I was lucky enough to start work at a newspaper when messages were sent via a system of pneumatic tubes, there were still Linotype machines, and smoking was allowed. No one chewed tobacco--it wasn't that long ago!--so there no spittoons, but a few smokers eschewed the ashtrays to ground out butts on the floor.
When I told that to someone once, he said, "Now that's a real newsroom!"
I began as a copy-boy (actually, we were called copy-aides because so many were female, and all of us were over 18), working from 7 p.m. to 3 in the morning. Late at night, after the dayside editors and reporters had gone, and the composing room was sending plates for the final edition to the presses, some of the men who'd worked at the paper for years would tell stories.
The head nightside copy-aide, a man nicknamed Noodle (for reasons I never learned), had lots of stories. One of the best one was about a summer intern who couldn't seem to do anything right. After reading his copy one afternoon, his editor stalked over and threw the pages on his typewriter.
"I don't know why they even bothered to hire you," the editor bellowed. "You'll never make a good reporter. You can't write. You can't spell. Look at this story. It's got holes big enough to drive a truck through. You don't know the first goddamn thing about going out and getting a story."
The editor stalked off, and the intern turned quaking to the old reporter whose desk sat beside his.
"Did you hear?," he stammered. "Did you hear what he said to me?"
And, the old reporter said, "You? I thought he was talking to me."
I've forgotten the name of the old reporter, but perhaps it was the same one who, sick of driving to College Park to cover Maryland football, decided to go to the bar across the street and watch the game on television. He might have gotten away with it too, except for not being able to go to the locker room to get quotes from the coach and players.
And perhaps he was the same sports reporter who took his editor's hat, stuffed it into a plastic capsule, and sent it to the composing room in the pneumatic tube system with a note reading (in its entirety) "HTK," newspaperese for head[line] to come.
I must have heard dozens of those stories over the 15 or so years I worked at the paper as copy boy, editor, and writer. Like baseball, journalism is full of characters, or used to be before editors and writers had to worry about seven-figure mortgages in Cleveland Park or Chevy Chase and private school tuition. And, while a newsroom on deadline is filled with furious concentration, after the paper's been put to bed, newsmen (women too) relaxed by telling stories as they had a few at the bar downstairs.
At least, they used to.
Sadly, Noodle died of cancer a few years ago and, at the memorial for him at the paper, I learned that while he was full of good stories, he was also the subject of a few.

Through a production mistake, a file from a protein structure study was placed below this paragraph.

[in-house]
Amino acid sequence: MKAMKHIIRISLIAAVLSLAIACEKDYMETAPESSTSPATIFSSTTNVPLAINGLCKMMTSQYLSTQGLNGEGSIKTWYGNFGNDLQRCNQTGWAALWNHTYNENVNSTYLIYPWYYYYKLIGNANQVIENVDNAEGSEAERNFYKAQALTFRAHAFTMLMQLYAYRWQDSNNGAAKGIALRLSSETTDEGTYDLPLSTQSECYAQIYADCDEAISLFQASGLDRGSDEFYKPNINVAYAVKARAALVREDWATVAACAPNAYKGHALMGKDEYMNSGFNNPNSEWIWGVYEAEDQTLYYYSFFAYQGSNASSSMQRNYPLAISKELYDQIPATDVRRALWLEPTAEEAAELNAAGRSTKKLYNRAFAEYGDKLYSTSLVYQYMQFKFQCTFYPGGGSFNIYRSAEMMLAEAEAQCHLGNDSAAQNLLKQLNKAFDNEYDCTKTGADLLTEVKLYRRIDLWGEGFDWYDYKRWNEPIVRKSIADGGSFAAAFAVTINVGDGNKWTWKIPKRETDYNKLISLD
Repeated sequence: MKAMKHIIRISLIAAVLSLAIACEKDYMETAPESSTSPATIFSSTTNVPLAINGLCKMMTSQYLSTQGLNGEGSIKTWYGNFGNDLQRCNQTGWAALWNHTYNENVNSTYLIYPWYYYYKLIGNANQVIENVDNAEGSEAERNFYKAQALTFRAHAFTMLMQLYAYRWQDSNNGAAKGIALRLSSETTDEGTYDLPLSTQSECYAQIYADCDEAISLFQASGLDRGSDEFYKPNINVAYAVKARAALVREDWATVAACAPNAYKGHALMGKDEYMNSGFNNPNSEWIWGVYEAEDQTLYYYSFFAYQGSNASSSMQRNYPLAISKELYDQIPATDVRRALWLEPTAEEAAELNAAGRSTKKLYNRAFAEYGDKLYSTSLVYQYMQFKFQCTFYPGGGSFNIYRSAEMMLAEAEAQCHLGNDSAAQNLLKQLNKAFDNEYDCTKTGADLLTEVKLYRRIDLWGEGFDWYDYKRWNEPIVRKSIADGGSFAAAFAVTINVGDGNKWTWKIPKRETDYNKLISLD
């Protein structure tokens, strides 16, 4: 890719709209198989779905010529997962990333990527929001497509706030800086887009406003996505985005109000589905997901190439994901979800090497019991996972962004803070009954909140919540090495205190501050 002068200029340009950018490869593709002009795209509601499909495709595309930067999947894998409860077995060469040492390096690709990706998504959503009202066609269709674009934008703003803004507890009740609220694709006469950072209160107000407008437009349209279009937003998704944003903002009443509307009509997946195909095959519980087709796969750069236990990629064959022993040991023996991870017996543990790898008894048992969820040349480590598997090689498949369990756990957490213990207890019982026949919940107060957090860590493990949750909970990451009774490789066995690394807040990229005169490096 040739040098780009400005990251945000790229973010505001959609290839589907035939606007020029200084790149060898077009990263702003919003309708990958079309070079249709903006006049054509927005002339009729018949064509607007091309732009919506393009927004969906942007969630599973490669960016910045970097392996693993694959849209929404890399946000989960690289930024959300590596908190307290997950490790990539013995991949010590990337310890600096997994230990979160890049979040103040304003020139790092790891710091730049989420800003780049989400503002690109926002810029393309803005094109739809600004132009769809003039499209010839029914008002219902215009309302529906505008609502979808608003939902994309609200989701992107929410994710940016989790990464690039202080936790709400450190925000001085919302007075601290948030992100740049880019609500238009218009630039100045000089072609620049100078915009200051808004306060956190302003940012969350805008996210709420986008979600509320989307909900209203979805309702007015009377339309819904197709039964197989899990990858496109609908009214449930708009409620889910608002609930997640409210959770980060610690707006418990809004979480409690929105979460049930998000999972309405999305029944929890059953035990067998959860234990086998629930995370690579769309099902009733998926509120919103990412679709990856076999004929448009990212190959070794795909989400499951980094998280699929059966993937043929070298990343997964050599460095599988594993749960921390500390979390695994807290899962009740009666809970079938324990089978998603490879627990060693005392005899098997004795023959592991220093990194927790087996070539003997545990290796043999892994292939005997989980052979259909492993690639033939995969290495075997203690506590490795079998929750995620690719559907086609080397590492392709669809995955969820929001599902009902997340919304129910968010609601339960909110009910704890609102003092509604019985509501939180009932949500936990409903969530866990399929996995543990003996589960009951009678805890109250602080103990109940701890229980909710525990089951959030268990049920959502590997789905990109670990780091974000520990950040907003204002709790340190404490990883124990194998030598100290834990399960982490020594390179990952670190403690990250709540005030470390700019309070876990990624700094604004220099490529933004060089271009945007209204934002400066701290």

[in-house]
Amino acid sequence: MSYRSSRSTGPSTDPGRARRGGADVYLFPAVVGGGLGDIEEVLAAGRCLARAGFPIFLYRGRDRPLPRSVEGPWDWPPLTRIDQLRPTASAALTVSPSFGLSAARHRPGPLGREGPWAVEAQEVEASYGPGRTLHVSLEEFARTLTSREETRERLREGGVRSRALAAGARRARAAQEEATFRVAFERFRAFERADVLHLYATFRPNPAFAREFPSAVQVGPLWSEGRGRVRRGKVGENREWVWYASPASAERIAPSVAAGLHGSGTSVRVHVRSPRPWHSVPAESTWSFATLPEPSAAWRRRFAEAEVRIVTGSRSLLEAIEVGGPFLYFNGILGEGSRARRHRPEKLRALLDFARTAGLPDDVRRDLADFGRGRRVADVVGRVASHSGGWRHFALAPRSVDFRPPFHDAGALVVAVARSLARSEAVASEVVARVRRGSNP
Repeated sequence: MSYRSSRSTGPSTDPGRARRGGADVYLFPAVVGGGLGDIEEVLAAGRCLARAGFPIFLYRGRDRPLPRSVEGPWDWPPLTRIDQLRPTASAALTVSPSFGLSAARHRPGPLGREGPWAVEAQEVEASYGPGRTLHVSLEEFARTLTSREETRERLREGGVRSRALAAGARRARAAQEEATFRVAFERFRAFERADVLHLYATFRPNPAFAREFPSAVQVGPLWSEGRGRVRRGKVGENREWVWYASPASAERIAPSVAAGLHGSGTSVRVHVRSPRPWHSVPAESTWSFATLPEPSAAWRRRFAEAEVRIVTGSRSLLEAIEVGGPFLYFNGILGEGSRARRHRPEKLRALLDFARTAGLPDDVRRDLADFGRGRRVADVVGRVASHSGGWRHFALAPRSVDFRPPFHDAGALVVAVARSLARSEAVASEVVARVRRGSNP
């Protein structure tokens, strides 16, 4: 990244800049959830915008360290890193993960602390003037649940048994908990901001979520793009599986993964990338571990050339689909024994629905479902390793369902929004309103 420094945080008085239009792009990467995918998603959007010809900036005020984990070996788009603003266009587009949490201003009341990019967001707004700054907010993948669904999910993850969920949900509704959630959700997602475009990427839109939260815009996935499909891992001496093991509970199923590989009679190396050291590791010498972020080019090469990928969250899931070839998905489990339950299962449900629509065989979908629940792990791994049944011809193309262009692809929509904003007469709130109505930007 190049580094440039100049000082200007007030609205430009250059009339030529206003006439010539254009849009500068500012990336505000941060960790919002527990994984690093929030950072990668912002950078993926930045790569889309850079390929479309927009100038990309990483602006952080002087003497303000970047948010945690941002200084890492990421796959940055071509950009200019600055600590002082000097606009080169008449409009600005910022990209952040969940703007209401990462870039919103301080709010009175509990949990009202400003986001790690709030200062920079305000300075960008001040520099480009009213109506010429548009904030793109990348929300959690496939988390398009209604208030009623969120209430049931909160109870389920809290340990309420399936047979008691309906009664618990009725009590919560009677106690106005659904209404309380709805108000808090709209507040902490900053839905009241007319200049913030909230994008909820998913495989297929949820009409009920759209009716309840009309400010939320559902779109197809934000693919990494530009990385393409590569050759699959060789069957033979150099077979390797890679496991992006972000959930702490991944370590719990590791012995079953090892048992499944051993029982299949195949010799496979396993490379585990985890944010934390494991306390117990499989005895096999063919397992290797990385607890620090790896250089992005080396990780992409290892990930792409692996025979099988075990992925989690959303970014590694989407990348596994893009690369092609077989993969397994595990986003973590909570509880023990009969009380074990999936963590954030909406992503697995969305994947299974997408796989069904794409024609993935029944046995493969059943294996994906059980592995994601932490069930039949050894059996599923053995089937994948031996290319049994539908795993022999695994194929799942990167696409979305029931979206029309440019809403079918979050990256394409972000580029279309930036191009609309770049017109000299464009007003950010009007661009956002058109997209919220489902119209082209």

The funniest didn't take place at the paper, though. It happened when two guys with guns walked into the house he shared near Du Pont Circle, years before the area's gentrification.
They made everybody sit in the living room while they gathered wallets and valuables. Noodle, being Noodle, was unable to resist making wisecracks. Finally, one of the gunmen said, "If you don't shut up, I'm going to shoot your friend."
To which Noodle, even then a budding editor, replied, "What makes you think he's my friend?"
Saturday, August 21, 2010
About 3 a.m. on what would have been our third day camping on Assateague Island, I woke up to the sound of frozen peas hitting the tent's rain fly. Seconds later, thunder and a flash of lightning told me the twenty-somethings in the campsite next door weren't pelting us with vegetables because I'd gone over to ask them to be quiet so my son and I could sleep.
After 10 minutes or so, it quit raining, and I went out to find the friend I'd gone with taking his daughter to the bathroom. There was another scary flash of lightning before they came back, so I went to their tent, woke up his son, and told him we were going to the car.
The five of us woke up three or four hours later to gray skies, soaked clothing, and a drenched campsite. I hadn't known it was going to rain, so I hadn't even thought about putting away the stove or covering the food and supplies with a tarp.
Since the forecast called for a 100 percent chance of rain, it seemed like a good idea to forget about that last night of camping
Still, it was great till the rains came. The children had fun playing on the beach. We all went canoeing. And, as you can see from the picture, once again Assateague proved to be the only place where I can get a kite into the air.
If we go again next year, I'm bringing a tarp to cover everything that doesn't go in the tent.